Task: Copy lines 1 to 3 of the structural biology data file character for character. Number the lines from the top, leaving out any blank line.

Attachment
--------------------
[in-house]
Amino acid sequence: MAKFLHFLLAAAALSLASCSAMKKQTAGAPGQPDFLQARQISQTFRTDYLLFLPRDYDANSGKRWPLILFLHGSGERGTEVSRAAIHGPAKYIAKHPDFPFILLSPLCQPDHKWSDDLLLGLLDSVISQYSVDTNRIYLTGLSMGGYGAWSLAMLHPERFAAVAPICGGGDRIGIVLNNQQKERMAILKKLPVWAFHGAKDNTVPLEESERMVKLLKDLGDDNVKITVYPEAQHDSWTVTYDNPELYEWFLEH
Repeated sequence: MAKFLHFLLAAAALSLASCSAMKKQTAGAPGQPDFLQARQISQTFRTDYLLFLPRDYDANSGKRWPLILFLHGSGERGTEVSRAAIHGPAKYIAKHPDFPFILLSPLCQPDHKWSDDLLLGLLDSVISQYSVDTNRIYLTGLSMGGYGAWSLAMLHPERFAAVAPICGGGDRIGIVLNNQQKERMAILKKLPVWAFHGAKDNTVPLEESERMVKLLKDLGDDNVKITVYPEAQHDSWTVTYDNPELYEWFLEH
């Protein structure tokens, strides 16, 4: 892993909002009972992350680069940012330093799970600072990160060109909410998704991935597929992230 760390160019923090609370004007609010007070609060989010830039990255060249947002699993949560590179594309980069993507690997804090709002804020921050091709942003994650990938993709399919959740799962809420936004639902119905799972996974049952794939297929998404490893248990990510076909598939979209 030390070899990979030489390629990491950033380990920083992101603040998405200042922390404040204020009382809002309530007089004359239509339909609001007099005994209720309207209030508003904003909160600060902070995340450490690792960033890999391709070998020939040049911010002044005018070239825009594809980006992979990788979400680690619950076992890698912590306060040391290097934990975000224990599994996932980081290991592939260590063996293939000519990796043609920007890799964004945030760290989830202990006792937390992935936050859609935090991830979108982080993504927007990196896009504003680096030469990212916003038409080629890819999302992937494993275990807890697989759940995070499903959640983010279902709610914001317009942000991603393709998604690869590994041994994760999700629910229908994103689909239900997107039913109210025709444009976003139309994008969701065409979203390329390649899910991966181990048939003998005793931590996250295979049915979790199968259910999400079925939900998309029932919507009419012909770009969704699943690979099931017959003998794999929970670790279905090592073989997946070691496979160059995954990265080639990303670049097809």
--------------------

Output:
[in-house]
Amino acid sequence: MAKFLHFLLAAAALSLASCSAMKKQTAGAPGQPDFLQARQISQTFRTDYLLFLPRDYDANSGKRWPLILFLHGSGERGTEVSRAAIHGPAKYIAKHPDFPFILLSPLCQPDHKWSDDLLLGLLDSVISQYSVDTNRIYLTGLSMGGYGAWSLAMLHPERFAAVAPICGGGDRIGIVLNNQQKERMAILKKLPVWAFHGAKDNTVPLEESERMVKLLKDLGDDNVKITVYPEAQHDSWTVTYDNPELYEWFLEH
Repeated sequence: MAKFLHFLLAAAALSLASCSAMKKQTAGAPGQPDFLQARQISQTFRTDYLLFLPRDYDANSGKRWPLILFLHGSGERGTEVSRAAIHGPAKYIAKHPDFPFILLSPLCQPDHKWSDDLLLGLLDSVISQYSVDTNRIYLTGLSMGGYGAWSLAMLHPERFAAVAPICGGGDRIGIVLNNQQKERMAILKKLPVWAFHGAKDNTVPLEESERMVKLLKDLGDDNVKITVYPEAQHDSWTVTYDNPELYEWFLEH